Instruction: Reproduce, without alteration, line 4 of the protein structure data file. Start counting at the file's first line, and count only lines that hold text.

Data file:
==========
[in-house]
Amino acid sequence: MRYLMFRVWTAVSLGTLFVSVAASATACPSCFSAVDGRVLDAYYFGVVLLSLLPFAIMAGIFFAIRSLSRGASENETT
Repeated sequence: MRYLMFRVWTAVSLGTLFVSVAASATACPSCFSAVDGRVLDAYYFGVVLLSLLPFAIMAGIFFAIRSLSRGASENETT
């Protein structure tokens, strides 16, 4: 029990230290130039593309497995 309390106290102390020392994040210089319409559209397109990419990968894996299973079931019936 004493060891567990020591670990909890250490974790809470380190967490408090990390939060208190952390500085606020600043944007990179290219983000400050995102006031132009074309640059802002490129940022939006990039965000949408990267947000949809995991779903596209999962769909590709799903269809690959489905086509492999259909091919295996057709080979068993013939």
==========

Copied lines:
């Protein structure tokens, strides 16, 4: 029990230290130039593309497995 309390106290102390020392994040210089319409559209397109990419990968894996299973079931019936 004493060891567990020591670990909890250490974790809470380190967490408090990390939060208190952390500085606020600043944007990179290219983000400050995102006031132009074309640059802002490129940022939006990039965000949408990267947000949809995991779903596209999962769909590709799903269809690959489905086509492999259909091919295996057709080979068993013939």